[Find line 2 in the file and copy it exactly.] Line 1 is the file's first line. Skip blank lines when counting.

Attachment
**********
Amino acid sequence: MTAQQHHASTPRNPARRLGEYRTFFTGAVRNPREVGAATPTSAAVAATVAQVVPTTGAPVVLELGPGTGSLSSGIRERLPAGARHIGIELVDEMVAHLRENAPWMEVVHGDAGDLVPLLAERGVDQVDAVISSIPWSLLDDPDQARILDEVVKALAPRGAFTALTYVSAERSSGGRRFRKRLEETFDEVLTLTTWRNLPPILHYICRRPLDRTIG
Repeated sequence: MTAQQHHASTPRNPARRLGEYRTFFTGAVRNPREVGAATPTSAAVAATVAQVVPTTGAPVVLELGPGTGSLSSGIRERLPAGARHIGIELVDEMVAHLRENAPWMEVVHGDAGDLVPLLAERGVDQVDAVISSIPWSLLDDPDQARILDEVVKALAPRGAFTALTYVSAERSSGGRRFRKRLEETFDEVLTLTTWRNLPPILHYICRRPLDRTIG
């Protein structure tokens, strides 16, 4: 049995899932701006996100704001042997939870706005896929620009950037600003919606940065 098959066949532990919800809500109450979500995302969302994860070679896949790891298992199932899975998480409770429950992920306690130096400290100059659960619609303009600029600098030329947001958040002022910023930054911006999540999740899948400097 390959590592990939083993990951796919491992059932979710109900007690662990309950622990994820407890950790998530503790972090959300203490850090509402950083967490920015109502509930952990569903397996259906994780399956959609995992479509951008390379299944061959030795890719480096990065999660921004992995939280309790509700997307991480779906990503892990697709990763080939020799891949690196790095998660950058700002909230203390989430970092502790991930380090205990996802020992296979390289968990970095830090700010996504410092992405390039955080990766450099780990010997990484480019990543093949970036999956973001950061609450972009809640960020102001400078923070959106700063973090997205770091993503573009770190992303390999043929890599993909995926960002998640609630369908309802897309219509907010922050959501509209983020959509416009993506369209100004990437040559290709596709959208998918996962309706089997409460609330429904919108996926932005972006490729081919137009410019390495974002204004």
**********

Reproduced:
Repeated sequence: MTAQQHHASTPRNPARRLGEYRTFFTGAVRNPREVGAATPTSAAVAATVAQVVPTTGAPVVLELGPGTGSLSSGIRERLPAGARHIGIELVDEMVAHLRENAPWMEVVHGDAGDLVPLLAERGVDQVDAVISSIPWSLLDDPDQARILDEVVKALAPRGAFTALTYVSAERSSGGRRFRKRLEETFDEVLTLTTWRNLPPILHYICRRPLDRTIG